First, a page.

V: Velvet Ash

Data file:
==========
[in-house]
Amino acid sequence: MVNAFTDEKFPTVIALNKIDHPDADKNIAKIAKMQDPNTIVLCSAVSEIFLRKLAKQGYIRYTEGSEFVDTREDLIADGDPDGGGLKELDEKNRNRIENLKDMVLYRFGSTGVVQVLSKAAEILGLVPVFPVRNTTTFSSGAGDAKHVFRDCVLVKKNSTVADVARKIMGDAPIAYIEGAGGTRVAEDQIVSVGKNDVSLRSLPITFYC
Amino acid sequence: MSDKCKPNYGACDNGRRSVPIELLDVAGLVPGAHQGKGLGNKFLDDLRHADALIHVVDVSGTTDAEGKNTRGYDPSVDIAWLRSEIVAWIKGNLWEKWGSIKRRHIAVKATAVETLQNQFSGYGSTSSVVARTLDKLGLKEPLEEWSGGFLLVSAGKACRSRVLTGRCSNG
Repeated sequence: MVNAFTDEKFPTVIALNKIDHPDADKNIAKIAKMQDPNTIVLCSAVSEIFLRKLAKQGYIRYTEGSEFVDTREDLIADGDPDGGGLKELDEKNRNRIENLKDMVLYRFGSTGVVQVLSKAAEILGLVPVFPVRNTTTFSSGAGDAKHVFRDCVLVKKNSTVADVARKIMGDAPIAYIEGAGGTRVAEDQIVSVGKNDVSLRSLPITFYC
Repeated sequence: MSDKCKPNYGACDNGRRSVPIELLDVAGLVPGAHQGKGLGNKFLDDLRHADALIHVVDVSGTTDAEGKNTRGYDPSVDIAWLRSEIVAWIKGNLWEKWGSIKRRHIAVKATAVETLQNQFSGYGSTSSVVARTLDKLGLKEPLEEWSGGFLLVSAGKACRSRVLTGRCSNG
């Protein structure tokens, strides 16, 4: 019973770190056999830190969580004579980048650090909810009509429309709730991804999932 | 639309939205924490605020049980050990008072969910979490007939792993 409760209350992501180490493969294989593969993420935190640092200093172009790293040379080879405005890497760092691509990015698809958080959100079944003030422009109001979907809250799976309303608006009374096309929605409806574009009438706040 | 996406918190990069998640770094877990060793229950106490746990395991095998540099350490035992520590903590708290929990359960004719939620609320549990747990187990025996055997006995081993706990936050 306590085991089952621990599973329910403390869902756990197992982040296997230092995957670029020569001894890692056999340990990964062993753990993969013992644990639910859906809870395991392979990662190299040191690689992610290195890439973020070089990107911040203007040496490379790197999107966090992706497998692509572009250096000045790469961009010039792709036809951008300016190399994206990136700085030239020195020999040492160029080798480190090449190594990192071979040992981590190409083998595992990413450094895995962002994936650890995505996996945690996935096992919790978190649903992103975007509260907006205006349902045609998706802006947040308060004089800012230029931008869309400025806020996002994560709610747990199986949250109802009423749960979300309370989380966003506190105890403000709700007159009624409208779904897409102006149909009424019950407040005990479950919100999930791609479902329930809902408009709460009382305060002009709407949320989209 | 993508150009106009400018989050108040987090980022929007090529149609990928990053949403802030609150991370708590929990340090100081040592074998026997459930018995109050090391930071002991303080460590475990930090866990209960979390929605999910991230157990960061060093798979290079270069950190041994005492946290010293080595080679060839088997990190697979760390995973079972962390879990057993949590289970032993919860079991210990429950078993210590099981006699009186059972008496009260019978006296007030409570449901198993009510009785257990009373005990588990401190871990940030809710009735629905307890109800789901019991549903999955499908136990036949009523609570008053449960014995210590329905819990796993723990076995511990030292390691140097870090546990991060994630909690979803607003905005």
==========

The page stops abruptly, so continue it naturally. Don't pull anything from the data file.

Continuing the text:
In the wetter seeps and creeks of Red Rock Canyon, you can often spot tall velvet ash trees (Fraxinus velutina) providing shade and cover for plants and animals. Growing up to nearly 40 feet tall, these ash trees often have fine velvet-like hairs on their twigs thus giving the plant its common name. The leaves of the velvet ash tend to be longer than they are wide and grow in leaflet clusters. In spring these trees will grow small yellow flowers ahead of the leaves to avoid accidental pollen interference by the leaves. Pollinated female flowers then turn into winged seeds, ready for a steady breeze to take them away. The valued hard wood of these ash trees allowed Native Americans to create tools, utensils, walking sticks, poles, and other equipment.